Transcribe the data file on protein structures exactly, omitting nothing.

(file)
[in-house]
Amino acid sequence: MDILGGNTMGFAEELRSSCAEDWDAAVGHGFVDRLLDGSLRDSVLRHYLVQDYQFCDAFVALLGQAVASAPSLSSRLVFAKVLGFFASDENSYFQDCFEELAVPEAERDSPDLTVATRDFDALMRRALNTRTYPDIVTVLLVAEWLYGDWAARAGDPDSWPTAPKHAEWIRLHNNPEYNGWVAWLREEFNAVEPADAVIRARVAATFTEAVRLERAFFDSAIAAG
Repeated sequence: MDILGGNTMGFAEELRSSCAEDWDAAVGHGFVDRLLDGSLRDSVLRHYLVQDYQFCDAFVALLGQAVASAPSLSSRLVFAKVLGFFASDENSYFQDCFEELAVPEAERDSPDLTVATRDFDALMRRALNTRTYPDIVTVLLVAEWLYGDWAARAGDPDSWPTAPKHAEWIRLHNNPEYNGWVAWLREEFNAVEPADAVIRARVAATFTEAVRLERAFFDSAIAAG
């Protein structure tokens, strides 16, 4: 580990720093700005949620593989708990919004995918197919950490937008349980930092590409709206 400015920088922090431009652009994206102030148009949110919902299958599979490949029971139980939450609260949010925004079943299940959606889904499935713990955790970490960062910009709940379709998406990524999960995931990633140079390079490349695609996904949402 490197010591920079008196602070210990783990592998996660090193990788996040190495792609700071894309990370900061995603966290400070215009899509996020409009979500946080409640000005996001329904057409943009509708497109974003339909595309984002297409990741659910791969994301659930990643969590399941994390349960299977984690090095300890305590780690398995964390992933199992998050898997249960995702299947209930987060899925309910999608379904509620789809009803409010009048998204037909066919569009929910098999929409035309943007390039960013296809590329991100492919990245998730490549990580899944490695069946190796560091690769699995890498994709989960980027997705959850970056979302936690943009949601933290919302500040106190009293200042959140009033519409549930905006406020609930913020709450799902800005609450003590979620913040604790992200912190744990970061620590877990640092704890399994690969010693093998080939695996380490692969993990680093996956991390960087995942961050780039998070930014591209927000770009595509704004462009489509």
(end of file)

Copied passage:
[in-house]
Amino acid sequence: MDILGGNTMGFAEELRSSCAEDWDAAVGHGFVDRLLDGSLRDSVLRHYLVQDYQFCDAFVALLGQAVASAPSLSSRLVFAKVLGFFASDENSYFQDCFEELAVPEAERDSPDLTVATRDFDALMRRALNTRTYPDIVTVLLVAEWLYGDWAARAGDPDSWPTAPKHAEWIRLHNNPEYNGWVAWLREEFNAVEPADAVIRARVAATFTEAVRLERAFFDSAIAAG
Repeated sequence: MDILGGNTMGFAEELRSSCAEDWDAAVGHGFVDRLLDGSLRDSVLRHYLVQDYQFCDAFVALLGQAVASAPSLSSRLVFAKVLGFFASDENSYFQDCFEELAVPEAERDSPDLTVATRDFDALMRRALNTRTYPDIVTVLLVAEWLYGDWAARAGDPDSWPTAPKHAEWIRLHNNPEYNGWVAWLREEFNAVEPADAVIRARVAATFTEAVRLERAFFDSAIAAG
């Protein structure tokens, strides 16, 4: 580990720093700005949620593989708990919004995918197919950490937008349980930092590409709206 400015920088922090431009652009994206102030148009949110919902299958599979490949029971139980939450609260949010925004079943299940959606889904499935713990955790970490960062910009709940379709998406990524999960995931990633140079390079490349695609996904949402 490197010591920079008196602070210990783990592998996660090193990788996040190495792609700071894309990370900061995603966290400070215009899509996020409009979500946080409640000005996001329904057409943009509708497109974003339909595309984002297409990741659910791969994301659930990643969590399941994390349960299977984690090095300890305590780690398995964390992933199992998050898997249960995702299947209930987060899925309910999608379904509620789809009803409010009048998204037909066919569009929910098999929409035309943007390039960013296809590329991100492919990245998730490549990580899944490695069946190796560091690769699995890498994709989960980027997705959850970056979302936690943009949601933290919302500040106190009293200042959140009033519409549930905006406020609930913020709450799902800005609450003590979620913040604790992200912190744990970061620590877990640092704890399994690969010693093998080939695996380490692969993990680093996956991390960087995942961050780039998070930014591209927000770009595509704004462009489509």